Welcome to my blog. I live, knit and craft near the Northumbrian Coast (but not too near – the waves won't be splashing my knitting!).There's a story in every stitch, every grain of sand, every blade of grass. I thought I'd blog about it…
We had an exciting evening yesterday, especially for daughter. She’s bought a horse! Meet Misty the grey mare.
Daughter only took up riding when she went to college and loves it. As her riding got more proficient it became more obvious that she would end up buying her own horse. She’s worked hard to make it possible and has taken her time looking for the the right horse. Misty fits the bill! Our friends at Clarke Equestrian, who have been so patient making sure that this was the perfect match of horse and rider, brought her over last night. After a short ride, daughter put Misty in the stable and she got stuck straight into her hay net.
Then she had a good look around her new home (she’s living with friends nearby who have a spare stable). There was plenty to see as everyone came over to meet her: including two children and three dogs, but Misty took it all in her stride. She is so chilled.
Daughter is thrilled. They are going to have lots of fun together.
At it’s peak now, Meadowsweet (Filipendula ulmaria) flowers from June to September, and is common in damp meadows, ditches and road verges, by rivers and streams, growing to about 1.5m on reddish stems. . It is actually a member of the rose family, though the frothy clusters of cream-coloured flowers give no clue to this. Each tiny flower has 5-6 petals and male or female flowers are on separate plants. the flowers smell faintly of almonds and are an important pollen source for insects.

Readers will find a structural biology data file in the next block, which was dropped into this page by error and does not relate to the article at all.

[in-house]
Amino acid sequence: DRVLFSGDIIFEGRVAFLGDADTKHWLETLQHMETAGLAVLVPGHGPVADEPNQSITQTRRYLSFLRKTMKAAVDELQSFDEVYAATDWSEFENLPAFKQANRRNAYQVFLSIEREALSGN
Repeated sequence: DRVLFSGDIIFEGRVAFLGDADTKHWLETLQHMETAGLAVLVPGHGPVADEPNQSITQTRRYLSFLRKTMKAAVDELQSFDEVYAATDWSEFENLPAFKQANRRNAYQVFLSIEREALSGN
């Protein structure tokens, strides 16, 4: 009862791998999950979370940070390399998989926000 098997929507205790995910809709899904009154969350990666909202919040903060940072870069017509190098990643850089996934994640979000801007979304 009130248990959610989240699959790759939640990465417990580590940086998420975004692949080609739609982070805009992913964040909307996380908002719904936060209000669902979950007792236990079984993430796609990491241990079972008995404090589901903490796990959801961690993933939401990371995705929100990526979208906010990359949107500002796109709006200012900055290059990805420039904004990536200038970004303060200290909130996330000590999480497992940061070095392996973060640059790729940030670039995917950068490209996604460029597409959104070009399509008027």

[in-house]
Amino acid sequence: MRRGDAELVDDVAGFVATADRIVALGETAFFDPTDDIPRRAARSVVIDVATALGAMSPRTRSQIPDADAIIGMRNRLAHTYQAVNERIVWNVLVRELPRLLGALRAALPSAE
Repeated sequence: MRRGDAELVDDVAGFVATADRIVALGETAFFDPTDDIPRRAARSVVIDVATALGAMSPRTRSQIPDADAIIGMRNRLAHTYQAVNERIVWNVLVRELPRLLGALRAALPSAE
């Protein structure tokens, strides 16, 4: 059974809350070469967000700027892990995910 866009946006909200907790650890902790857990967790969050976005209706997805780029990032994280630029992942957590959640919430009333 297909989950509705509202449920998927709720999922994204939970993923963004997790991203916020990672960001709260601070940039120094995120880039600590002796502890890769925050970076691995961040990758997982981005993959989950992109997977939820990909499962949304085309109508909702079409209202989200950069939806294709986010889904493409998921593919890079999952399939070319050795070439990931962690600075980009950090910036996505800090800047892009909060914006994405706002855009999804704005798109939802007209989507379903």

Found from Europe to the Middle East, the plant was introduced to America, where it has become naturalised.
The dark green leaves however are, more like those of the rose, set in pairs along a leaf stem, toothed and more heavily veined, with a silvery underside. When crushed they can have an antiseptic smell on top of the same almond notes of the flowers.
The plant has many names, some of which indicate it’s many uses through the ages. It was used as a strewing herb, thrown on the floor to cover the mud, provide insulation and a pleasant scent when trodden underfoot. The flowers were used to decorate banquets and for bridal garlands, giving rise to the name bridewort. The herbalist Gerard said that the scent “make the heart merrie, delighting the senses without headache or putting off meat”. Meadowsweet was said to have been a favourite of Elizabeth I.